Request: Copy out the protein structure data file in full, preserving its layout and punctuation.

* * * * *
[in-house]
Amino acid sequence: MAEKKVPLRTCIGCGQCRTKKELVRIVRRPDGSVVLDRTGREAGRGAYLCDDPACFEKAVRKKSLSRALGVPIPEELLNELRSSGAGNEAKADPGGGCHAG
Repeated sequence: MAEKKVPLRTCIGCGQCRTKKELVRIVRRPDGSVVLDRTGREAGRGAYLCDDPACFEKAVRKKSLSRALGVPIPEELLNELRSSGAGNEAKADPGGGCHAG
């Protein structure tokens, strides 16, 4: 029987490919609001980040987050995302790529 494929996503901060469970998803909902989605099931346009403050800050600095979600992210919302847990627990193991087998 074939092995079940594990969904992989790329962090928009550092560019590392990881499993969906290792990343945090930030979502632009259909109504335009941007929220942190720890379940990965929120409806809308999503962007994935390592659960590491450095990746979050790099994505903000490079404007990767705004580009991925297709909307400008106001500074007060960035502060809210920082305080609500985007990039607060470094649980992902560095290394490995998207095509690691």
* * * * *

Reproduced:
[in-house]
Amino acid sequence: MAEKKVPLRTCIGCGQCRTKKELVRIVRRPDGSVVLDRTGREAGRGAYLCDDPACFEKAVRKKSLSRALGVPIPEELLNELRSSGAGNEAKADPGGGCHAG
Repeated sequence: MAEKKVPLRTCIGCGQCRTKKELVRIVRRPDGSVVLDRTGREAGRGAYLCDDPACFEKAVRKKSLSRALGVPIPEELLNELRSSGAGNEAKADPGGGCHAG
């Protein structure tokens, strides 16, 4: 029987490919609001980040987050995302790529 494929996503901060469970998803909902989605099931346009403050800050600095979600992210919302847990627990193991087998 074939092995079940594990969904992989790329962090928009550092560019590392990881499993969906290792990343945090930030979502632009259909109504335009941007929220942190720890379940990965929120409806809308999503962007994935390592659960590491450095990746979050790099994505903000490079404007990767705004580009991925297709909307400008106001500074007060960035502060809210920082305080609500985007990039607060470094649980992902560095290394490995998207095509690691």